This article was written by Dr Tim Allchin, director of Biblical Counseling Center in Illinois, The United States. Biblical Counseling Center is an ACBC accredited counselling training provider and the organisation through which CFC counsellors can study and qualify.
Have you ever been the person who got asked to help in these types of situations? Or have you seen something similar happen from a distance?
- People running into the auditorium asking for assistance to help a man clearly having some sort of mental breakdown, curled up in a ball in the church lobby. People walking by and looking but not knowing what to do.
- Your friend frantically calls you to come over to watch/take his kids for the night after his wife was screaming on the front porch for people to leave, but no one was in the yard, it was all imagined. He is trying to convince her to go to the ER for relief.
- You get a late-night phone call from a freaked-out parent who discovers scars on their sleeping 13-year-old daughter’s arms. You were their youth leader at camp, and you wonder now what to do.
- Someone in your small group is telling stories that can’t be true. As you gently pry, it becomes clear that perception is far from reality and anxiety is in control, yet clumsily hidden from view. It’s awkward, but it has to be addressed.
It’s all pretty heavy stuff to deal with, but do you know the single best thing you can do to help someone with mental struggles or illness?
You might have thought that since I am a professional counselor I would have said to “immediately send them to a professional counselor.” It probably would help, but it isn’t the most helpful thing that most people can do to be useful in most cases.
Here it is: Be their friend!
Take the “one another” verses in scripture and live it together with them. Those with mental struggles are not a project to be fixed. They are not a problem to be managed. They are people that are made in the image of God. They have worth and dignity endowed by their creator. Consider the following directives from the scripture in light of how we treat those with mental struggles.
Here are five ways that any Christian can be a good friend with those enduring mental struggles.
- Seek to treat them as image-bearers – “Accept one another, then, just as Christ accepted you…” (Romans 15:7) “…In humility consider others better than yourselves.” (Philippians 2:3)
- Spend time with them as a friend – “Offer hospitality to one another without grumbling.” (I Peter 4:9) “Be devoted to one another in brotherly love…” (Romans 12:10)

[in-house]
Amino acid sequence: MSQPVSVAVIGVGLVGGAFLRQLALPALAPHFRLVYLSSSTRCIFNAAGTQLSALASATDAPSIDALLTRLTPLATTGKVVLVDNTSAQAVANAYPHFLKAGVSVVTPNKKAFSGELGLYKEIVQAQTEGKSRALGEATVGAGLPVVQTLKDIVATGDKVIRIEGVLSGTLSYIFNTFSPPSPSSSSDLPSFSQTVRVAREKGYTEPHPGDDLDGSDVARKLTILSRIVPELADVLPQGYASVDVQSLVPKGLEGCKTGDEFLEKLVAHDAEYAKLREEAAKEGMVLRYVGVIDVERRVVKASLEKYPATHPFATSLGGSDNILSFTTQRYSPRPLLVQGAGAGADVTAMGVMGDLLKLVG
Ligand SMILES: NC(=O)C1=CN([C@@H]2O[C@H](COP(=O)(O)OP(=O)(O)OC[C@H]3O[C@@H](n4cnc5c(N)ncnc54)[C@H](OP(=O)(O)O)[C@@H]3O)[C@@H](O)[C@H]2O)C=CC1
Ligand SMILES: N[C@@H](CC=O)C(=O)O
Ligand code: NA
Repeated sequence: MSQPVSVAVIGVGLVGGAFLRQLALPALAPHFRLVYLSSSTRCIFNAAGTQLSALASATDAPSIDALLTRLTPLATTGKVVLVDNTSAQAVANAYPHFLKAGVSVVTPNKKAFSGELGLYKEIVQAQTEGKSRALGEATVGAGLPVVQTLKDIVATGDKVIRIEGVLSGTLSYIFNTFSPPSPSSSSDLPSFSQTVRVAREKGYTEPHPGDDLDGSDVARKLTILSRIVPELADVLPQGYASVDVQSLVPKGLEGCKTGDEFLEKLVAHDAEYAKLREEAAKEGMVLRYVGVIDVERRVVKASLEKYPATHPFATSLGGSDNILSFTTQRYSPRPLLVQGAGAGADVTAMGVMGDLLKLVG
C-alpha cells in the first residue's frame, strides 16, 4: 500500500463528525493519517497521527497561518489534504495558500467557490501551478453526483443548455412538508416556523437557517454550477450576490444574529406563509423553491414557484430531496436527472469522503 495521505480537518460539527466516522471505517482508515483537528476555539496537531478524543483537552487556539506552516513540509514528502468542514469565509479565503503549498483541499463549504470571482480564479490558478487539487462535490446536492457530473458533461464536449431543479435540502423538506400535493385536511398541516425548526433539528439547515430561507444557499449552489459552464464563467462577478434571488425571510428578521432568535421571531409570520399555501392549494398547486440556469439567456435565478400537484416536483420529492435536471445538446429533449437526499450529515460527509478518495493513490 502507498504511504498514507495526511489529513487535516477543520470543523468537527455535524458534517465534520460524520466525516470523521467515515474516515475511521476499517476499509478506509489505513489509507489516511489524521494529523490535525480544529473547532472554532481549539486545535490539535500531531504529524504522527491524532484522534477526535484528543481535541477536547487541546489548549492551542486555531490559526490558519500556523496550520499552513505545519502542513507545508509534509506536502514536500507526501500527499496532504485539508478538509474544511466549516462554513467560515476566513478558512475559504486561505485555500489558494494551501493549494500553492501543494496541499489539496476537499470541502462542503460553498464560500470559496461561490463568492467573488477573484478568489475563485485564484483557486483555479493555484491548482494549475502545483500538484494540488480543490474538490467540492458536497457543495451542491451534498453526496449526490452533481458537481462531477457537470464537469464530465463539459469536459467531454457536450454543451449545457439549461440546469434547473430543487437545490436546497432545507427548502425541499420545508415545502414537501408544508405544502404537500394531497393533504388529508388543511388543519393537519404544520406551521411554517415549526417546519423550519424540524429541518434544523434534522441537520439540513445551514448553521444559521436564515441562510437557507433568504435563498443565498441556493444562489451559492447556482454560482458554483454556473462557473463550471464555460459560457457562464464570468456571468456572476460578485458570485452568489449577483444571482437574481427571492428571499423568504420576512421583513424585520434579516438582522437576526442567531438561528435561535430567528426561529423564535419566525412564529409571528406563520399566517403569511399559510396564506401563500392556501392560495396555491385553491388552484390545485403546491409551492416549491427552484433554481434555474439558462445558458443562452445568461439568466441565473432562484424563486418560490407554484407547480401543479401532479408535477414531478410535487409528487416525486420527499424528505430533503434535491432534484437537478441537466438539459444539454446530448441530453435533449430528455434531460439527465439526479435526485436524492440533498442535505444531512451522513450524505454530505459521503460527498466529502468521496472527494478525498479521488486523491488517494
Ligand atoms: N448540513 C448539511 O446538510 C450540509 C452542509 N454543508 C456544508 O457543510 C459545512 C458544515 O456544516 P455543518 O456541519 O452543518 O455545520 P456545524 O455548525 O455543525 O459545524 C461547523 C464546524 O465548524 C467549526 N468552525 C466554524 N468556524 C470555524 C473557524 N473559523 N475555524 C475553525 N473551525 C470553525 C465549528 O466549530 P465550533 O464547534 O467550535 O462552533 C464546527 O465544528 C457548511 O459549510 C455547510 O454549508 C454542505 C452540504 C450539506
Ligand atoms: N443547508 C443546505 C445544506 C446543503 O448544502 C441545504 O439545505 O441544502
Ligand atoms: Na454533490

- Speak bold and clear truth to help anchor them – “Encourage one another daily…” (Hebrews 3:13) “Speak to one another with psalms, hymns, and spiritual songs.” (Ephesians 5:19)
- Serve them and with them as they serve others – “Each one should use whatever gift he has received to serve others…” (I Peter 4:10) “Carry each other’s burdens…” (Galatians 6:2)
- Stop the stigma surrounding mental struggles in the church – “…Stop passing judgment on one another.” (Romans 14:13) “…Have equal concern for each other.” (I Corinthians 12:25)
How would it impact the lives of those with mental struggles if they had people in their lives committed to living with them in this type of community?
If churches are going to be effective in shepherding those with mental struggles, it will require an investment in the relationship. You can’t effectively help those with mental struggles by treating each person the same.
Our goal must be to love all who suffer with the love of Christ and enter into their struggle with the hope that God gives. We must patiently and persistently help those with mental struggles understand and apply the wisdom of the Word to the practical issues of life, and ensure medical care for them when the Word doesn’t seem to be comprehensible.
People tend to turn back to those who spoke the truth to them when they need it most, even if they have seemingly rejected the source in the meantime. God is always faithful, and His faithfulness allows us to take this same stance of longsuffering for the good of those in need. Speaking the truth in love over time in community is the pathway for spiritual growth for anyone, not just those with mental struggles.
This is a call to all of us, to be a church committed to compassion and hope. With God’s help, I think this can be true of us all.